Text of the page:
Prior to the implementation of this pilot program, staffers were dispatched to drive up to an hour and a half round-trip for home monitoring visits and patient check ups several times a month. However, with machine learning algorithms actively monitoring and analyzing patient data, and instantly notifying doctors and patients about sudden changes, patients were able to receive the best care possible at a lower cost to their healthcare provider. 

Through the application of artificial intelligence, this National Health Service pilot program was able to expand out of England and make its way into international markets. The company that created the AI-powered remote monitoring devices used in the program – Current Health – received clearance from the FDA last year to run a pilot of the system in the United States. In a statement from Current Health following the U.S. pilot approval, the company wrote: “The post-acute FDA clearance comes as Current Health is experiencing overwhelming customer demand for its platform, combining its all-in-one wireless wearable, which provides ICU-level accuracy and tracks more vital signs than any other all-in-one wearable available today, with analytics to derive actionable insights.” Trials are currently underway at Mount Sinai Hospital in New York City as part of an effort to mitigate patient readmissions, which cost hospitals in the U.S. an average of $40 billion per year.

The overt success of the NHS program illustrates a key concept regarding the employment of AI into the emerging patient-centered medical marketplace. By focusing on potential solutions to individual issues within the current healthcare sphere  – for instance, developing a machine learning algorithm to reduce expensive hospital readmission rates – companies can actually solve multiple problems simultaneously. In the case of Grady Hospital, the largest public hospital in the state of Georgia, the application of an artificial intelligence software which identified at-risk patients and alerted designated clinical teams saved the hospital $4 million over the course of two years by reducing readmission rates by more than 30%. Hospitals are initially financially incentivized to adopt these AI tools, but the enhanced patient treatment and experience that follow as a result are arguably even more important.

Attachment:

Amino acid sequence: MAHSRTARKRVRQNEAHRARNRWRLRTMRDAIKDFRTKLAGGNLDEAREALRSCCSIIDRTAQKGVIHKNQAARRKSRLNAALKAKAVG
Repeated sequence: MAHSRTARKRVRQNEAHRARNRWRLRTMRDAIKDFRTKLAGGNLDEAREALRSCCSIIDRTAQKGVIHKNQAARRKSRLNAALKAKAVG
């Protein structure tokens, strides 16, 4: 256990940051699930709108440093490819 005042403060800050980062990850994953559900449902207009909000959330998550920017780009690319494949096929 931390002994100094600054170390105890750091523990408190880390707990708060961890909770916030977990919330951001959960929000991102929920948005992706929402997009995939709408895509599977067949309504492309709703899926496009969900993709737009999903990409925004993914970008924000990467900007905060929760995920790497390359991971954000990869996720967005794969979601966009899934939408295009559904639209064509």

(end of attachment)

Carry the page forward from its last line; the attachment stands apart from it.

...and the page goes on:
Improving efficiency within the healthcare industry using artificial intelligence will come with its own set of unique challenges, but the advancements that have already been made possible with AI are promising enough to warrant overcoming those obstacles. Healthcare organizations must work together towards simplifying and standardizing data and processes in order to ensure compatibility with AI algorithms. Additionally, organizations within the industry would be wise to reevaluate the effectiveness of certain positions that don’t improve patient outcomes and add little value to the business. 

Digital transformation and innovation in healthcare has come about much more incrementally and reluctantly than in most other massive industries in the United States. However, by allowing AI to assist in administrative and analytical capacities within the medical field, wellness providers can devote more time and resources to patient care and treatment, potentially saving lives at a substantially lower cost to healthcare institutions.